No. 18 - p204-209

APRIL 1968



(Photographs by the Author)

    The self-acting incline at Kilmersdon Colliery, near Radstock in Somerset, is the last survivor of many in the Somerset Coalfield. The writer's research into the colliery history of this area is as yet in rather an embryonic stage but it would seem that, apart from Kilmersdon, only Wells Way and Clandown Colliery had standard gauge inclines, unless the second incline at Lower Conygre Colliery (replacing the original harrow gauge one was also standard gauge. There were however at least six other narrow gauge inclines at various collieries and perhaps more have gone unrecorded.

    The Kilmersdon incline and tramway were constructed in 1877, the incline being double track and 160 yards long. The overall gradient is 1 in 4, there being a steepening about two-thirds of the way down. The winding drum, supplied by the Somerset Engineering & Wagon Company is housed in a small stone building at the head of the incline between the tracks. The incline originally had only one connection, the southern, to the Bristol-Frome line (Great Western Railway).

    In about 1900 sidings were laid at the head of the incline so that colliery dirt could be tipped oh either side, whilst the track oh the lower part of the incline was singled and a point inserted. The northern side of the triangle was completed, and henceforth empty wagons were kept here to await hauling up. Full wagons were then run into the southern siding until picked up by the GWR locomotive. An interesting point about the northern curve is that the check rail (both curves are very small radius is oh the outside of the outer running rail.

    Today, the incline is laid with flat-bottom rail, as opposed to that oh the rest of the tramway which is chaired bullhead. Rail joints are often welded, and the rails either spiked direct to the sleepers or welded to the soleplates which are then spiked to the sleepers instead. The track is held in position with baulks of timber against the sides of the cutting. Lengths of old rail are also used, these often being welded to the running rails.

    The incline is worked as follows. One of the colliery locomotives brings one or two full wagons to the top of the incline. Chocks across the rails prevent a wagon being shunted over. When an empty has been attached to the cable at the bottom, the full wagon is run down, bringing up the empty as it goes. The descent is controlled by the locomotive fireman, who operates a pair of drum brake levers in front of the drum house. There is also a lever for the catch points half way down, which can be used in an emergency. As the empty comes over the top, the chocks are swung across behind it, the cable is unhooked and the locomotive shunts the wagon into the siding. When five or six wagons have been brought up, they are all taken back to the colliery for loading.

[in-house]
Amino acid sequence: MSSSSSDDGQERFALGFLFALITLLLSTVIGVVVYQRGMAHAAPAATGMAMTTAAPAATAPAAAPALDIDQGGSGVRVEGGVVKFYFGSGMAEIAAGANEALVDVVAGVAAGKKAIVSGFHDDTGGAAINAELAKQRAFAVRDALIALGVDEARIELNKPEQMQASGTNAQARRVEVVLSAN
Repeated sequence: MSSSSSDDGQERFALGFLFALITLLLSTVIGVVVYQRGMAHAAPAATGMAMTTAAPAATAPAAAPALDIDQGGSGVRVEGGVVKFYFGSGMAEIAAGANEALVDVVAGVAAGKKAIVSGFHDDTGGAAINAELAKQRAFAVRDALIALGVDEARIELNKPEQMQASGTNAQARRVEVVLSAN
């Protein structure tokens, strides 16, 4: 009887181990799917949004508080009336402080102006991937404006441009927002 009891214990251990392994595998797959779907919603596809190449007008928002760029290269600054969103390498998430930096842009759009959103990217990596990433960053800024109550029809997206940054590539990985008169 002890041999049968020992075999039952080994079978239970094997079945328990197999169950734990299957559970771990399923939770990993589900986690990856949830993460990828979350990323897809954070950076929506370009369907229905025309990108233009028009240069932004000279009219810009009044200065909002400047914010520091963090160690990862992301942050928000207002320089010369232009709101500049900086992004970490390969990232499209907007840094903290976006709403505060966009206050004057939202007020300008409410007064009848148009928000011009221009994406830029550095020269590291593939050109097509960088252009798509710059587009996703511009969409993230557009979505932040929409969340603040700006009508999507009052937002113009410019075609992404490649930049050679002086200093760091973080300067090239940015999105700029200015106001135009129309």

Above - Two views of the incline, 19th March 1966.

    Most inclines have their tales of runaways and Kilmersdon is no exception. The photograph (above) shows the most destructive which is believed to have occurred in the mid-1950's. The little Ruston diesel was unable to control the wagons it was shunting, and was pulled over the top, the driver luckily jumping clear. The wagons were badly damaged, nor was the diesel unscathed. To clear away the debris, a wagon was lowered on the other track and bits of wagon and coal loaded into it. The resultant load was sufficient to lift the diesel back to the top, when it was relegated to a siding in disgrace. It is this need for braking power that caused the decision to keep the Hunslet from Norton Hill out of use until new brake blocks were ordered and fitted.

    The cable used on the incline seems to last a fair length of time, one fitted in May 1950 not being taken out until June 1963. One hopes that the colliery will survive for the cable to be replaced yet again.

    To conclude, I wish to thank Mr H. Loader for his very kind help in the preparation of this article.

    "The Argentine Republic has been unable to pay the contractor, Herr G. Luther, of Brunswick (Germany), who supplied the steam cranes, pumps, locomotives, harbour railways, &c., which were used in connection with the construction and fitting out of a port at La Plata, and has instead offered to hand over the management of the new works to the German firm, so that the latter may make good its claim out of the receipts. The offer has been accepted." ("Iron", 28th August 1891.